EDER 603.26 L02 Research Methodology in Education II

In the fall of 2016 I am teaching EDER 603.26 Research Methodology in Education II. This is Master’s level research course in the Werklund School of Education offered on campus. Here is a copy of the course outline: eder-603-26-l02_fall2016_eaton

______________________

Sarah Elaine Eaton, Ph.D., is an Assistant Professor in the Werklund School of Education

EDER 603.21 Research Methodology in Education (Fall 2016)

Filed under: Werklund School of Education — saraheaton @ 11:56 am

In the fall of 2016 I am teaching EDER 603.21 Research Methodology in Education. This is a research course in the Master of Education (M.Ed.) program in the Werklund School of Education. This is a fully online course.

Here is a copy of the course outline: Eder-603-21_fall2016_eaton-approved

______________________

Sarah Elaine Eaton, Ph.D., is an Assistant Professor in the Werklund School of Education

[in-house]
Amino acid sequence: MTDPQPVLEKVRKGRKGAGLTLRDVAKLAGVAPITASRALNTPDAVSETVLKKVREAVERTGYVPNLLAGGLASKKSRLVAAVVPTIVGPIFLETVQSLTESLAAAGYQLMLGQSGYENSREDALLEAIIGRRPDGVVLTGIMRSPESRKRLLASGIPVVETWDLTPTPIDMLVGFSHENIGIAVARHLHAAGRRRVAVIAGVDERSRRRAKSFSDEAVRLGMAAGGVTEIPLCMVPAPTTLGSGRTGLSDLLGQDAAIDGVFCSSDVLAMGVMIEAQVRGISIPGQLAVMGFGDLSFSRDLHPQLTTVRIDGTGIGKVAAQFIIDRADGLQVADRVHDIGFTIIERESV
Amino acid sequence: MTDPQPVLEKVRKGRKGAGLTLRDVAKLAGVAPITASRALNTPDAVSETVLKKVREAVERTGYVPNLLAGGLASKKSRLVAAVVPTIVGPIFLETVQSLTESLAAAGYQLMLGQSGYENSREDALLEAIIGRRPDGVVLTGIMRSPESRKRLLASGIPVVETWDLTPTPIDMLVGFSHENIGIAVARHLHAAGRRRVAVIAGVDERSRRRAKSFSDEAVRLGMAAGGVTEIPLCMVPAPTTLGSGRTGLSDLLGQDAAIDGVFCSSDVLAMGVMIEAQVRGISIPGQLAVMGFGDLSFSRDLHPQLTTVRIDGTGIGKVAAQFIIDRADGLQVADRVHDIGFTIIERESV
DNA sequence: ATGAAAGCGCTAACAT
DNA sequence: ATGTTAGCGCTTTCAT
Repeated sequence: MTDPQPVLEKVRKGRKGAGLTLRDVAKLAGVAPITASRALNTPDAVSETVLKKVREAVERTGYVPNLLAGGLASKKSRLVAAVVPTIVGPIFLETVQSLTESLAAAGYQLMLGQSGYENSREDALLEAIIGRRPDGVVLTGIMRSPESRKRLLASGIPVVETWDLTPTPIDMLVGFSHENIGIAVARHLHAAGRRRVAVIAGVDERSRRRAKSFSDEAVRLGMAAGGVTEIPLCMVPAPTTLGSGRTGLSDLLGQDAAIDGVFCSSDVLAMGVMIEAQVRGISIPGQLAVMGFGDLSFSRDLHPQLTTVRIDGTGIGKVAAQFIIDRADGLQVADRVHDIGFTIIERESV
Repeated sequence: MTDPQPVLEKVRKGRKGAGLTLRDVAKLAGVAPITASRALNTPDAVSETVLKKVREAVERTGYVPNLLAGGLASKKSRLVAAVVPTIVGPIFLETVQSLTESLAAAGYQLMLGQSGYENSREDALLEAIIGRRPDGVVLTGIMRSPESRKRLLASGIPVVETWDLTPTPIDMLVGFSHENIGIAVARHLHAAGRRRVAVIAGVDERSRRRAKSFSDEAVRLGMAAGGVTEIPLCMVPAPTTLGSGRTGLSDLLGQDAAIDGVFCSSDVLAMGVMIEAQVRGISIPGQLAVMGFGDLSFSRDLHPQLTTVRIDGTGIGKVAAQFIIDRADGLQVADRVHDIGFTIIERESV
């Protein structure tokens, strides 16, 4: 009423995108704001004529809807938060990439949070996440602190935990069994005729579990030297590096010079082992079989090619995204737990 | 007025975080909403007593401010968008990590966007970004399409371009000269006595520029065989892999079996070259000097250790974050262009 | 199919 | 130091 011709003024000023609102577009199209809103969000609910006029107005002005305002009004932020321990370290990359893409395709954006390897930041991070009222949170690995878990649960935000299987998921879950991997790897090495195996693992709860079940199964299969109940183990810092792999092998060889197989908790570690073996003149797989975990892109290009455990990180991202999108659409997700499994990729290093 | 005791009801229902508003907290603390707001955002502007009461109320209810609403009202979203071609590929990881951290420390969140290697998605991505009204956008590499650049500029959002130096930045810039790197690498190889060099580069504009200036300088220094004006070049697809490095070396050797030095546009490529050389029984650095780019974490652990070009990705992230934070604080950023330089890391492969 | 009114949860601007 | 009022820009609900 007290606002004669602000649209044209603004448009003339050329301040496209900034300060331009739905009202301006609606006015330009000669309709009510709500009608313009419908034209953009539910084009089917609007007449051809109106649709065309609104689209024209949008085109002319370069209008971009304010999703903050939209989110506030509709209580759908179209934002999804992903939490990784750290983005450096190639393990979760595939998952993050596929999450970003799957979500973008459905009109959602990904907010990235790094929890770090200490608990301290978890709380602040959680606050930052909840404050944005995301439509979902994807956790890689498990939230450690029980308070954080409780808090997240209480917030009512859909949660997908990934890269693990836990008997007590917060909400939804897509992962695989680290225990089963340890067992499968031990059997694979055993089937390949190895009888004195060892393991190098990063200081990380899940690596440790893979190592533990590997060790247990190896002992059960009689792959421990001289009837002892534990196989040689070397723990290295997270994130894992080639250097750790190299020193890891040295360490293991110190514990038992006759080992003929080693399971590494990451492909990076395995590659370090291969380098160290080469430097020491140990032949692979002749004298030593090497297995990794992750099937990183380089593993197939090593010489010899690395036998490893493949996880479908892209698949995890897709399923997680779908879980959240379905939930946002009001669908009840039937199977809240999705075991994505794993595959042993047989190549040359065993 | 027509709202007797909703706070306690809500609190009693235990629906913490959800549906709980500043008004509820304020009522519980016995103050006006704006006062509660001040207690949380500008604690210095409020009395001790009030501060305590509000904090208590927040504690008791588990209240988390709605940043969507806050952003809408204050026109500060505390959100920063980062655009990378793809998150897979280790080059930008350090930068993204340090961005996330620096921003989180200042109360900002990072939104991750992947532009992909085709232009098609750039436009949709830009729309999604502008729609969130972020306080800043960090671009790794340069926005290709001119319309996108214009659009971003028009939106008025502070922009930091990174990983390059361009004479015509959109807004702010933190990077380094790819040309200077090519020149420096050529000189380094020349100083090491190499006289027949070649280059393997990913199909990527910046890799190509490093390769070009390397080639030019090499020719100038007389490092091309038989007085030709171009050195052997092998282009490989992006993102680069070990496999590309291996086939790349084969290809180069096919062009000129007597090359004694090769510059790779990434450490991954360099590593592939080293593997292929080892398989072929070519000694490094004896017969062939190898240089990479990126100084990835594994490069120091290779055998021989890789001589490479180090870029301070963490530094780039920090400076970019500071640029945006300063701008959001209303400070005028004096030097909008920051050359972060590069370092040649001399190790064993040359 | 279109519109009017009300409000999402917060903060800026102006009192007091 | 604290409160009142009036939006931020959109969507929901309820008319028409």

EDER 692.06 L02 Collaboratory of Practice (Fall 2016

Filed under: Werklund School of Education — saraheaton @ 11:53 am

In the fall of 2016 I am teaching EDER 692.06 L02 Collaboratory of Practice. This is the capstone research project course in the Master of Education (M.Ed.) program in the Werklund School of Education. This is a fully online course.

Here is a copy of the course outline: Eder_692-06_l02_fall2016_eaton-approved-aug-25

______________________

Sarah Elaine Eaton, Ph.D., is an Assistant Professor in the Werklund School of Education

May 17, 2016

Designing Synchronous Online Interactions and Discussions

Filed under: Werklund School of Education — saraheaton @ 8:01 am